Blood Cleanup Checklist

Joe MayCrime Scene Cleanup

It’s an unfortunate fact that at least once in their lifetime, everyone is faced with the task of cleaning up blood. Usually, it’s from a minor injury or nosebleed, but sometimes, it’s left behind after a serious accident at home, in the workplace, or in our vehicles.

If you google, “how to clean blood?” you’ll get a lot of tips (and maybe a few sites explaining dialysis treatments), but rarely will you find out just how often janitorial supply or home-made solutions can make your situation worse—if they work at all for cleaning up blood. It’s not just about finding the right product; it’s about using the right techniques, especially if there’s a chance that the bodily fluids you’re trying to remove include bloodborne pathogens.

Are you sure this is a project you want to take on yourself? If you’re not, then follow these steps before making an educated decision. Blood cleanup is a serious matter, especially in the wake of a tragic event. You don’t want to take on a situation that might re-traumatize you, or that puts you, your employees, or your family at risk through improper protocols.

Assess the Situation

Before you tackle any project that involves cleaning up blood, take a step back and formulate a plan. You’ll need to be honest with yourself about what you must do, what you’re capable of doing, and what you’re willing to risk in the cleaning process and afterward, should you do an incomplete job.

And as you review each the steps you’ll need to take with a significant blood cleanup project, you’ll want to ask yourself the following three questions:

  • Are you trying to save money?
  • Are you trying to save time?
  • Are you trying to keep yourself busy as a trauma-related coping mechanism?

Don’t Disturb Evidence

If the site is a crime scene, have the authorities completed their investigation? Sometimes, we’re so concerned about getting injured people the hospital that we don’t call the police to make a report. We also might want to contact our health and liability insurance companies to find out if they need documentation of damages (including bloodstain damage) for any claims.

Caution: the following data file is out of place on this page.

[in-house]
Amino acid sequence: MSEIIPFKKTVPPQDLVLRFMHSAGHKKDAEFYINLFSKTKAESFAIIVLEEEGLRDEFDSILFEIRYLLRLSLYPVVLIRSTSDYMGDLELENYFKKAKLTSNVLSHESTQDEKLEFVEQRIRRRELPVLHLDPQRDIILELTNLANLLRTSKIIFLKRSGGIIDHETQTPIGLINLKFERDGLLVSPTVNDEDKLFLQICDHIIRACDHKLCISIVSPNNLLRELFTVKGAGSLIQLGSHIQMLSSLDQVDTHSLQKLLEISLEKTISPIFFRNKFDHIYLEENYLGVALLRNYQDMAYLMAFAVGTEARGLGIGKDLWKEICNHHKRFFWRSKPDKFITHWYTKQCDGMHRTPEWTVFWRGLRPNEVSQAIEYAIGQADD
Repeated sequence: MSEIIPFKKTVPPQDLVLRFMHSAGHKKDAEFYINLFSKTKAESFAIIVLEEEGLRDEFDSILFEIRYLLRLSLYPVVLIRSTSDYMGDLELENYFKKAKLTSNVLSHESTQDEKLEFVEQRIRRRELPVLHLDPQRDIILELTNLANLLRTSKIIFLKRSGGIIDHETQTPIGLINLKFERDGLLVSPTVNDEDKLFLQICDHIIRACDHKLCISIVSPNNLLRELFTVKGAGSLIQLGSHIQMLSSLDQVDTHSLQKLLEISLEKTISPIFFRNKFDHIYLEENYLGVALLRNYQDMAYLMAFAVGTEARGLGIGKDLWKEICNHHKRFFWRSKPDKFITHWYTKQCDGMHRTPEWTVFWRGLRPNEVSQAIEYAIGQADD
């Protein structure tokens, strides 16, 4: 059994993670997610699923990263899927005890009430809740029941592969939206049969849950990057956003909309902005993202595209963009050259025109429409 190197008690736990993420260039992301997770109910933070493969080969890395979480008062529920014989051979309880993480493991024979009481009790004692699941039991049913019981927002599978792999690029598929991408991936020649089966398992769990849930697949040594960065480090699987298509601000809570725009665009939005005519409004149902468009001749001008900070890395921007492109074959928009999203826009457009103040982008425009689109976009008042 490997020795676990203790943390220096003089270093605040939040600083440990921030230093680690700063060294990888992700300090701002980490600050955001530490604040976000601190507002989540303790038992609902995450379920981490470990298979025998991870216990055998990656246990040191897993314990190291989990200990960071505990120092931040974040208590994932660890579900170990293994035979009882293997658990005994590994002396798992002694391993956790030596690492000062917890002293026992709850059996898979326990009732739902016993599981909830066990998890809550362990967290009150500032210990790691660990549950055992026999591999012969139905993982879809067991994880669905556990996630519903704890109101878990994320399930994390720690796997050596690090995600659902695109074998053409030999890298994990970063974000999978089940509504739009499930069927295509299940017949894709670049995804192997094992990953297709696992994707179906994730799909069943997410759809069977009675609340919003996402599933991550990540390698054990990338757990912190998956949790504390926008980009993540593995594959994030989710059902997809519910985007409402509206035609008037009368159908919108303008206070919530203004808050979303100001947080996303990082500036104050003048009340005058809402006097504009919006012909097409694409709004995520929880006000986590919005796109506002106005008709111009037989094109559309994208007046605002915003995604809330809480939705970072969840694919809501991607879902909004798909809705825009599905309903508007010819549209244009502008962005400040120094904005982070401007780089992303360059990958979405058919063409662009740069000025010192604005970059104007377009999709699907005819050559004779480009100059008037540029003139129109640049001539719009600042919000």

If your property is, indeed, a crime scene, it’s likely you’ve also been left with the task of cleaning up forensic materials, such as those used to detect fingerprints and blood spatter.

Determine What Objects & Surfaces Are Contaminated by Blood

Speaking of blood spatter, are you aware of all the nooks and crannies in which you’d never expect to find blood? Whenever there’s been a traumatic injury or violent death, the blood that you see isn’t always the main concern. Blood that’s become airborne due to impact, or that’s soaked into difficult-to-clean materials, might not be a cosmetic issue… though it’s certainly a health hazard.

Climate Control System: Was the air conditioning or heating system in operation when the trauma occurred? That airborne blood mist could be inside your ductwork and the mechanics of your HVAC system, spreading throughout the building bloodborne pathogens that can live outside the human body for up to two weeks.

air ventCarpet and Underlayment: Does your regular carpet guy know how to clean blood-soaked carpet so that it’s completely sanitized? Is he willing to work with biohazardous materials? Porous carpet fibers, spongy padding, and fibrous subflooring might need to be completely replaced if it’s saturated with spilled blood. If it’s capable of being cleaned to sanitary conditions (and how confident are you that it is?), you’ll need to make sure you’re incredibly thorough. You’ll need to rent industrial-duty fans and dehumidifiers to make sure your flooring materials don’t become moldy. You’ll also need to be sure your carpet shampooing equipment isn’t simply spreading pathogens and proteins, or driving them deeper into your flooring substrate.

Furniture: Have you thought about how to get blood out of sofa components? It’s one thing to clean blood out of upholstery, but the framework and cushions must be completely sanitized to discourage pests, bad odors, and hazardous microbes.